I could tell you I’ve spent untold hours compiling statistics and running numbers to come up with exactly what I think will happen during the 2017-18 NHL season, specifically with the Edmonton Oilers, but that would be a damn lie and it would hurt my brain, so, well, no. That’s better left to somebody else.
Let’s face it, when it comes to making NHL predictions, nobody has a crystal ball or a sure shot way of peering 82 games into the future. One way or another, we’re all guessing, no matter how complicated we try to make that guessing game appear. If we could get it right most of the time ahead of time, we’d be pulling so much cake out of the gambling end of the game we wouldn’t have time to do anything else. I’ve yet to have that problem.
For me, it’s fun. I look at where teams finished the previous season and how they got there. Did they over-achieve, under-achieve or perform about as expected? Who has come and gone since then? Any big additions or key personnel losses? Is the core, are the go-to guys, getting long in the tooth? Are the kids ready to deliver? Probably not a lot different than you do it. If I get it mostly right, I crow about it. If I get it mostly wrong, well, nevermind. Just like you do it. So, with the Oilers getting started against the Calgary Flames tonight, let’s go . . .
ORDER OF CHOICE
Here’s how I see the divisions lining up (playoff teams in bold):
Tampa Bay Pittsburgh
Montreal New York Islanders
Florida New York Rangers
Detroit New Jersey
The Lightning are due for a bounce with a healthy Steven Stamkos and I think Nikita Kucherov (40 goals in 74 games last season) takes a run at the Rocket Richard Trophy . . . the Maple Leafs have as talented a young core as anybody and I like all that talent up front despite a questionable blueline . . . Jack Eichel will look like he’s worth all that money when the Sabres surge . . . Doug Weight and the steady hand he provided behind the bench last season gives the Islanders the slightest of edges over an improved Carolina outfit . . . the Blue Jackets were no fluke last season and Artemi Panarin leads the encore . . . still see Pittsburgh as the class of the East and I won’t be surprised if they end up in the Cup final again.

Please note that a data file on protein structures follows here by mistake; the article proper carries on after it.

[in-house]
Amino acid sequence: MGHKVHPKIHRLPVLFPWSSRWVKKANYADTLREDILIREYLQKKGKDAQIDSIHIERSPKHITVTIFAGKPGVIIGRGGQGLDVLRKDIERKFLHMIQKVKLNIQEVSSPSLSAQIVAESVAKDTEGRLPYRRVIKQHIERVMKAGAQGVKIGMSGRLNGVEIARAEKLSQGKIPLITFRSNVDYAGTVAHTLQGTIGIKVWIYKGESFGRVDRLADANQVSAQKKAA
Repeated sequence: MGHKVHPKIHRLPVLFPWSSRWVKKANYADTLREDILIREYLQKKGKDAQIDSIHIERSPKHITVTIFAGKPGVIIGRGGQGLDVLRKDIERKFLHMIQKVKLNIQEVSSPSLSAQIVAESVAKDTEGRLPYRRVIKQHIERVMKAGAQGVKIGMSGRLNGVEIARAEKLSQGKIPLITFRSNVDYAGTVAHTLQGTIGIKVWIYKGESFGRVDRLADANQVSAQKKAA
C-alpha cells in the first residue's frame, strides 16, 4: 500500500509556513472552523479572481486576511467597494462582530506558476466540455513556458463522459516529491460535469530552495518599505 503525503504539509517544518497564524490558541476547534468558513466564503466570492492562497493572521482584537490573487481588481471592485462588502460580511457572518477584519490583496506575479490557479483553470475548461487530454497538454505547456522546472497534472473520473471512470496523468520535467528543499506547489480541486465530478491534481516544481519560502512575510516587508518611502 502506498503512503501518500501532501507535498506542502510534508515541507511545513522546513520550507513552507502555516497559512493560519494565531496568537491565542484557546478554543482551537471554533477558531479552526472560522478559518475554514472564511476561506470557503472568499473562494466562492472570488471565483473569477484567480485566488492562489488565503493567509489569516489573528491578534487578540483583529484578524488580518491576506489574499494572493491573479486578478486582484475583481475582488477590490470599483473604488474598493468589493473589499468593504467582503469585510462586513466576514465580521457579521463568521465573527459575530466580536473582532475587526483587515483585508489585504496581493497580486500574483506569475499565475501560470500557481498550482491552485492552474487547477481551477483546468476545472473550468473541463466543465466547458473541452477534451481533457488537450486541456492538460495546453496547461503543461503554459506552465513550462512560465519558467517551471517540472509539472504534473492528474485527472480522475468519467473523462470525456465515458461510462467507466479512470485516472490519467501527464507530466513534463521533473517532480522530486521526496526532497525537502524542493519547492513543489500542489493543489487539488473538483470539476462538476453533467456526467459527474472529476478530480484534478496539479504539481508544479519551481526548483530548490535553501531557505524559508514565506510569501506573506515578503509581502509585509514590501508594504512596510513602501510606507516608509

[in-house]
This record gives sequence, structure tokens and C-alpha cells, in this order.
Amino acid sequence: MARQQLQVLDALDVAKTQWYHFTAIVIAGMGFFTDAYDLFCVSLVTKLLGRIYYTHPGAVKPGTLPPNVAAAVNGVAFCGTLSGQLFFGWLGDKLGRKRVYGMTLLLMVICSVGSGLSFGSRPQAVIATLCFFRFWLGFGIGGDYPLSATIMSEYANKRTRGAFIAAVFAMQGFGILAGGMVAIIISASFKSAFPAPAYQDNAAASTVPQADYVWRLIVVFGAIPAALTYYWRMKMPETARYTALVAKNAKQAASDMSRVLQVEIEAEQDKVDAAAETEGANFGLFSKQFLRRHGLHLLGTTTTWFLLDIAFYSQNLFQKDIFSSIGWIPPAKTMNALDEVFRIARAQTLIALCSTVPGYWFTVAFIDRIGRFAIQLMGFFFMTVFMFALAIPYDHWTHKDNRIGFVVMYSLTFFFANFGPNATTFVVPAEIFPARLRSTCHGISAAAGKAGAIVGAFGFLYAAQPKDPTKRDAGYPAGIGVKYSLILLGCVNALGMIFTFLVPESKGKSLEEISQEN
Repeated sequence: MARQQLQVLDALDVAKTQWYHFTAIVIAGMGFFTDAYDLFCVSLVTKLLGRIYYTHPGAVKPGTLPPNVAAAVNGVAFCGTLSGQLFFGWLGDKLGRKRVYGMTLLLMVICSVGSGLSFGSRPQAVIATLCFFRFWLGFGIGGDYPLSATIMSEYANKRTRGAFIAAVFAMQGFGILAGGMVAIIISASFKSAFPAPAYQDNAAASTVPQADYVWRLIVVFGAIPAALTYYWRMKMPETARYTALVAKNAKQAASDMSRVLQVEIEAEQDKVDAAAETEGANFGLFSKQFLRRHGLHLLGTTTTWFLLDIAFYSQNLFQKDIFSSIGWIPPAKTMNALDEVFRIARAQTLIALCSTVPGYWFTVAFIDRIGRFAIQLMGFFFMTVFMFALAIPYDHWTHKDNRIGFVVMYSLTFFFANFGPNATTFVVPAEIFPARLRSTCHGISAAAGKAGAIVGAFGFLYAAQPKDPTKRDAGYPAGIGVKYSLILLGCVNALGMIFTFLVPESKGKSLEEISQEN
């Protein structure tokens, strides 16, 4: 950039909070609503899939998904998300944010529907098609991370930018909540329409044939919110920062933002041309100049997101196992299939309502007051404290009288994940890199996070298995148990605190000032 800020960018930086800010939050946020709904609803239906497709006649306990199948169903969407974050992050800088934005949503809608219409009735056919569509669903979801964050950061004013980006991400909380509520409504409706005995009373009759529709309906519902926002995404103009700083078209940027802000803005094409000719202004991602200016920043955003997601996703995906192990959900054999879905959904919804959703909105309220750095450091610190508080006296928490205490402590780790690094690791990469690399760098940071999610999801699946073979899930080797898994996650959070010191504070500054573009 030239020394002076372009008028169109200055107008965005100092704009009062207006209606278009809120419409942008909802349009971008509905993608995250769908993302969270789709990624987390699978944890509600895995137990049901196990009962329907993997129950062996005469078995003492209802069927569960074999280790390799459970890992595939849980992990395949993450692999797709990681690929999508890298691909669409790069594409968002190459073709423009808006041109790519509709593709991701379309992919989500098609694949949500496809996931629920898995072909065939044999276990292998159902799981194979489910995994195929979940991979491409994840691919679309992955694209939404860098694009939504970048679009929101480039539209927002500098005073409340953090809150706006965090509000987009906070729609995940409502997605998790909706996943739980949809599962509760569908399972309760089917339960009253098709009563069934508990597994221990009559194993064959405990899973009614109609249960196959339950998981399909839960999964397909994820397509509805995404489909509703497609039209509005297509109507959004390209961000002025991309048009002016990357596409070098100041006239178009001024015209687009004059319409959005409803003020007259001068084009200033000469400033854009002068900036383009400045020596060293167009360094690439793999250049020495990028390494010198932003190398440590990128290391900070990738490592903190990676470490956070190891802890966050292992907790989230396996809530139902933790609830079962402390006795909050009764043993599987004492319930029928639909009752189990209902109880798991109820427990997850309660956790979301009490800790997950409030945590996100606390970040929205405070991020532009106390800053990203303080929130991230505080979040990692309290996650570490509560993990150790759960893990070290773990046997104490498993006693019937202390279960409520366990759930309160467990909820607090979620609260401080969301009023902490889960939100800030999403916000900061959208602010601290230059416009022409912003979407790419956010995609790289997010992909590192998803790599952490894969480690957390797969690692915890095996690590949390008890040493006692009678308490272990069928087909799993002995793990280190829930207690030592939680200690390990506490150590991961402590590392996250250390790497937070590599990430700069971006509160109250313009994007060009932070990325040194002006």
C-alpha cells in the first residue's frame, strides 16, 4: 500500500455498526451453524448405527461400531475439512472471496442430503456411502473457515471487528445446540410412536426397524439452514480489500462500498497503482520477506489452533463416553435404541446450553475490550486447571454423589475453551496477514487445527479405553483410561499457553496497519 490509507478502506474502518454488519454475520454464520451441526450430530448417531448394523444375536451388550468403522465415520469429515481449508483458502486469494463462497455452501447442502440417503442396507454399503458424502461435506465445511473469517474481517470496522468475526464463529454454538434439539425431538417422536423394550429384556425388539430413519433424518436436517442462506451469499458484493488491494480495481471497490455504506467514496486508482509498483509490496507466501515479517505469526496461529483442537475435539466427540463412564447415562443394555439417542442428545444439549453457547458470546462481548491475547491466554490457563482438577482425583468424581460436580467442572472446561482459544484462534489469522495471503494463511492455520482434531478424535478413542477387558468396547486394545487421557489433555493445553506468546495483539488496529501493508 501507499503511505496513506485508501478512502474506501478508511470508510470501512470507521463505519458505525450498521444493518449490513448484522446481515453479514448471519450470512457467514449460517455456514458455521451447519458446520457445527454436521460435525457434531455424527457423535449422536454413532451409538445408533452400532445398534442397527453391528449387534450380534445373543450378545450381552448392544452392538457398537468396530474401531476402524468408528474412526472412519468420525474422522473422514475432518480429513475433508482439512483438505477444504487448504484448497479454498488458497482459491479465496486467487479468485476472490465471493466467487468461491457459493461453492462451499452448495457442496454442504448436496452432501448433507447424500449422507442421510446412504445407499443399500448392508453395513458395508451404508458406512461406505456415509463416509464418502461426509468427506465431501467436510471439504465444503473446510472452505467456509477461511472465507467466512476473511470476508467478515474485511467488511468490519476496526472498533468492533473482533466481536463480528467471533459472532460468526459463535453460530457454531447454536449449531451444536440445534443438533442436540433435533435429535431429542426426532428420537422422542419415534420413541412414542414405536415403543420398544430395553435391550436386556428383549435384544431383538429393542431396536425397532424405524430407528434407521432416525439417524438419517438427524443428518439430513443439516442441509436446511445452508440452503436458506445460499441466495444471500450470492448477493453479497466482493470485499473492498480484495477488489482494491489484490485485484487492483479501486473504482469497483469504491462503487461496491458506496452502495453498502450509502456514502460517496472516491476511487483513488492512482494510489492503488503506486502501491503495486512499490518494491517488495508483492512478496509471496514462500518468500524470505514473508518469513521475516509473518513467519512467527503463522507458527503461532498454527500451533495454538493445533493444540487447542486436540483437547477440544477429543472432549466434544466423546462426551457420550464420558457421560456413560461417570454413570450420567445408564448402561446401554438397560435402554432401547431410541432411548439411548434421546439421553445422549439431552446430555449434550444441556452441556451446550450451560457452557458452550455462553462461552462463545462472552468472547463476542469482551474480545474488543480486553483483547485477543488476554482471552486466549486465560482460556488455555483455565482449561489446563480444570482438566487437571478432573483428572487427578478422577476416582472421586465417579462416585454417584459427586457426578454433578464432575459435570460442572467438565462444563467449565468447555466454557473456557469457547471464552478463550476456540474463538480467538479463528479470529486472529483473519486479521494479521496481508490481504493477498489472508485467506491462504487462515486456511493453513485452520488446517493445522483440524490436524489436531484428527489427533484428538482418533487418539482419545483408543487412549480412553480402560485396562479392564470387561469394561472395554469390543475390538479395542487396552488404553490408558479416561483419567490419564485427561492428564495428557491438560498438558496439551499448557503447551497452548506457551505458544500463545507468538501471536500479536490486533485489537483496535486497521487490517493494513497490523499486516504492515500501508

Dallas San Jose
Chicago Los Angeles
St. Louis Arizona
While I see Minnesota as the class of the Central, there’s not a lot of separation between the next four teams . . . I might be reaching here, but I see Chicago dropping off substantially with Panarin and Marian Hossa out of the mix and I’ve got them missing the playoffs . . . if the Sharks falter at all, and they might with Patrick Marleau gone and Joe Thornton 38 and coming off knee surgery, Chicago might still get in . . . I might like the Flames more than some people do, but the addition of Jaromir Jagr to all that young talent looks like a great pick-up to me and Calgary’s blueline is stacked . . . if the Oilers start fast and put the Ducks in a chase position out of the gate we’re going to have a helluva race atop the Pacific, but I’m sticking with the more experienced Ducks by a hair, at least during the regular season.
STANLEY CUP FINAL
Art Ross Trophy – Connor McDavid
Hart Memorial Trophy – Connor McDavid
Calder Trophy – Mikhail Sergachev
Norris Trophy – Victor Hedman
Vezina Trophy – Braden Holtby
Jack Adams – Todd McLellan
For me, the road to the Stanley Cup final for the Oilers leads through Anaheim . . . I believe the Oilers have more room to grow with the experience that will come from being in the race again to bolster the taste of success they got last spring . . . McDavid and Draisaitl, whether they play together or apart, will combine for 185 points this season . . . Cam Talbot likely won’t play as many games this season as last, so while his wins will likely dip into the high-30s, I think his save-percentage and goals-against average will improve over last season . . . Oscar Klefbom takes an even bigger offensive role with Andrej Sekera out to start the season and finishes with 40-something points . . . rookie Kailer Yamamoto proves the doubters wrong and sticks for the balance of the season.
There, you have it.